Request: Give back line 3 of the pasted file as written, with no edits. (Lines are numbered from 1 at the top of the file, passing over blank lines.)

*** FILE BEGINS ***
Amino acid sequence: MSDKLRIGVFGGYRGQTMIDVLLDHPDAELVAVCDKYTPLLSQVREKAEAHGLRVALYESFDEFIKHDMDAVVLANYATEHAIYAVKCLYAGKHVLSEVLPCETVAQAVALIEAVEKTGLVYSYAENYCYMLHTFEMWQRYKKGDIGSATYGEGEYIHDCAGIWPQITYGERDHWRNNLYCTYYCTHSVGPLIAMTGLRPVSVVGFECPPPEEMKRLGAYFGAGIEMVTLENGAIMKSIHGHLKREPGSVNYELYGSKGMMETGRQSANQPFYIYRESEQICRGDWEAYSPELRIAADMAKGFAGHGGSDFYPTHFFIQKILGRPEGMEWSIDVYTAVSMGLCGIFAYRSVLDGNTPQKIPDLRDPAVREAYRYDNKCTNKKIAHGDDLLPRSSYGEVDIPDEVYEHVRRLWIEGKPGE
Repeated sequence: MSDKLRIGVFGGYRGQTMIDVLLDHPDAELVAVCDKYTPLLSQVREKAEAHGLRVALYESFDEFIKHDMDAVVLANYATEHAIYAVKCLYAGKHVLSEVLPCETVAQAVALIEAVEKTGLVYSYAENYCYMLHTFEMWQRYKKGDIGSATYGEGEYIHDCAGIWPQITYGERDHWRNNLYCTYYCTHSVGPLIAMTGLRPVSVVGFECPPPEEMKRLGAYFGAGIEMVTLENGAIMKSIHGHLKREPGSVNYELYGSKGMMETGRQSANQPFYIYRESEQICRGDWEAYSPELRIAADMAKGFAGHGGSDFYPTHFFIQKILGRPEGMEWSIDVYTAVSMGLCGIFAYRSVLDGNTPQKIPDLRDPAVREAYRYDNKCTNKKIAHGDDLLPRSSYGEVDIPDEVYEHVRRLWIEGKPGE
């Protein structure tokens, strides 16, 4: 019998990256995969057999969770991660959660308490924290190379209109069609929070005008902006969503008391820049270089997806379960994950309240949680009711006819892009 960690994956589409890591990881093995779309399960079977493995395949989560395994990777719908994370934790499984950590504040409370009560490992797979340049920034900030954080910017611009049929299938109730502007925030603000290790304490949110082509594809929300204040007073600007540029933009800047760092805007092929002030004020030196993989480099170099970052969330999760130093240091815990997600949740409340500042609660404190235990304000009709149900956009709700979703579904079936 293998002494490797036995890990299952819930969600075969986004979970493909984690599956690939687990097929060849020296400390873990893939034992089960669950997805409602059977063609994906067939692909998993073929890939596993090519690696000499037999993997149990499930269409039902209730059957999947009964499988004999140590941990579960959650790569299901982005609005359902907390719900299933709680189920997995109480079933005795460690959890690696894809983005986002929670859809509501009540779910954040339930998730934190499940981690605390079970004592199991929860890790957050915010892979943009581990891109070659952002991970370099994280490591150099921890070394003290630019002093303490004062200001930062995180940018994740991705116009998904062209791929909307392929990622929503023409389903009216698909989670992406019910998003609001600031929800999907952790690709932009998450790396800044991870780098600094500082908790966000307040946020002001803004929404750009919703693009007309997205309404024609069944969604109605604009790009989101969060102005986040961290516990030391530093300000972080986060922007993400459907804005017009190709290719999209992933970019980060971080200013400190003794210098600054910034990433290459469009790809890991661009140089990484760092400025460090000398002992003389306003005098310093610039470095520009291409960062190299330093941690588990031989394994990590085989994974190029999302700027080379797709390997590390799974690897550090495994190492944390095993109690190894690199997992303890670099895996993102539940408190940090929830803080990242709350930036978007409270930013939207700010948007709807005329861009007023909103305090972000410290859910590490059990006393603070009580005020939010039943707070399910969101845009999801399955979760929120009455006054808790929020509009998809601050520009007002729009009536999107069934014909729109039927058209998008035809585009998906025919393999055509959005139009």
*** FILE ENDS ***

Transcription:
């Protein structure tokens, strides 16, 4: 019998990256995969057999969770991660959660308490924290190379209109069609929070005008902006969503008391820049270089997806379960994950309240949680009711006819892009 960690994956589409890591990881093995779309399960079977493995395949989560395994990777719908994370934790499984950590504040409370009560490992797979340049920034900030954080910017611009049929299938109730502007925030603000290790304490949110082509594809929300204040007073600007540029933009800047760092805007092929002030004020030196993989480099170099970052969330999760130093240091815990997600949740409340500042609660404190235990304000009709149900956009709700979703579904079936 293998002494490797036995890990299952819930969600075969986004979970493909984690599956690939687990097929060849020296400390873990893939034992089960669950997805409602059977063609994906067939692909998993073929890939596993090519690696000499037999993997149990499930269409039902209730059957999947009964499988004999140590941990579960959650790569299901982005609005359902907390719900299933709680189920997995109480079933005795460690959890690696894809983005986002929670859809509501009540779910954040339930998730934190499940981690605390079970004592199991929860890790957050915010892979943009581990891109070659952002991970370099994280490591150099921890070394003290630019002093303490004062200001930062995180940018994740991705116009998904062209791929909307392929990622929503023409389903009216698909989670992406019910998003609001600031929800999907952790690709932009998450790396800044991870780098600094500082908790966000307040946020002001803004929404750009919703693009007309997205309404024609069944969604109605604009790009989101969060102005986040961290516990030391530093300000972080986060922007993400459907804005017009190709290719999209992933970019980060971080200013400190003794210098600054910034990433290459469009790809890991661009140089990484760092400025460090000398002992003389306003005098310093610039470095520009291409960062190299330093941690588990031989394994990590085989994974190029999302700027080379797709390997590390799974690897550090495994190492944390095993109690190894690199997992303890670099895996993102539940408190940090929830803080990242709350930036978007409270930013939207700010948007709807005329861009007023909103305090972000410290859910590490059990006393603070009580005020939010039943707070399910969101845009999801399955979760929120009455006054808790929020509009998809601050520009007002729009009536999107069934014909729109039927058209998008035809585009998906025919393999055509959005139009």